Your invitation code is: tulsatf

To claim your account please visit http://tfspreview.com register with your Windows LiveID and enter your invitation code to claim your free account.

Please note that there are a limited number of these complimentary accounts and they will be assigned on a first come, first served basis. Register today to secure your account!

* Invitation must be redeemed by: 10/06/2012

* Please note that once the Team Foundation Service reaches commercial availability, if you want to continue your service, you may be required to start paying for this account or it will expire at the end of the trial period.

27 September 2011

Tulsa TechFest 2011

It’s that time of the year again… Time for Tulsa Tech Fest 2011!  I’ve had the pleasure of speaking at this conference for the past several years and it has always been a well-planned and orchestrated event.  If you are going to be around the Tulsa area next week (Friday, October 7th) then take the time to register (it’s FREE! although a food donation is requested – see the web site for details) and enjoy some great content throughout the day.

This year I will be presenting on the following topics:

  • Getting Started with the TFS Object Model - Microsoft's Team Foundation Server (TFS) is a very capable platform for integrating all aspects of the software development lifecycle (SDLC). There is a great deal of functionality provided out of the box that will handle the majority of a development team's needs. However, there are times when you need to extend the functionality of TFS to handle scenarios not anticipated by Microsoft (or they just didn’t have the time to get them built into the product). This session will cover the common APIs provided by the TFS Object Model and provide the knowledge needed to get started developing with TFS right away.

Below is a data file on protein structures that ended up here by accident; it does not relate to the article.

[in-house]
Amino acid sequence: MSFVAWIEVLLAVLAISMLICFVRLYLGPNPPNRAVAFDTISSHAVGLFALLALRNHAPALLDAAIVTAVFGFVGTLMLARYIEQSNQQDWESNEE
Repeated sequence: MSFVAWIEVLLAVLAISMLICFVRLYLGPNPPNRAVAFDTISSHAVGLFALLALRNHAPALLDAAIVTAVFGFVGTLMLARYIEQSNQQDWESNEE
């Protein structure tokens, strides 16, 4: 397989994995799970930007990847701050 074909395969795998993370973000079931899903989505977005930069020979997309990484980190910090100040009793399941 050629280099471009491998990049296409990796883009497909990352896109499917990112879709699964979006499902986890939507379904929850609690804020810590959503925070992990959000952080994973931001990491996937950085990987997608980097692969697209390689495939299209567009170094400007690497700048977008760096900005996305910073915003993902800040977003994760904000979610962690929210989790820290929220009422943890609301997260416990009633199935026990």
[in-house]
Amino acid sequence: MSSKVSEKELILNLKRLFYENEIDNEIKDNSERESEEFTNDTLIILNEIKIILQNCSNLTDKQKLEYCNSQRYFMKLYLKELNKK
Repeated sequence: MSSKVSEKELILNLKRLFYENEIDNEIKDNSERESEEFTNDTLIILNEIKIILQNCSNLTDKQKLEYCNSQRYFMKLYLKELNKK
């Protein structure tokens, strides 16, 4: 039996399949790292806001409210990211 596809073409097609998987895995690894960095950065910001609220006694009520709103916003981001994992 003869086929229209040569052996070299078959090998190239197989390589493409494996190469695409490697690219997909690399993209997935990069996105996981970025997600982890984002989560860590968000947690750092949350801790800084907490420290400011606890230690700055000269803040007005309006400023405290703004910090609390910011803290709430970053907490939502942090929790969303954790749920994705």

• Visual Studio v.Next: A Look at What's Coming - Visual Studio 2010 was released a year and a half ago but Microsoft has been hard at work on the next release. This talk will take a look at the myriad features that are being incorporated into the next version of Visual Studio and Team Foundation Server. Some of these features are even available today for use within Visual Studio 2010. If you want to get a peek at what's coming in Visual Studio v.Next (a.k.a. "Dev11"), then check out this session.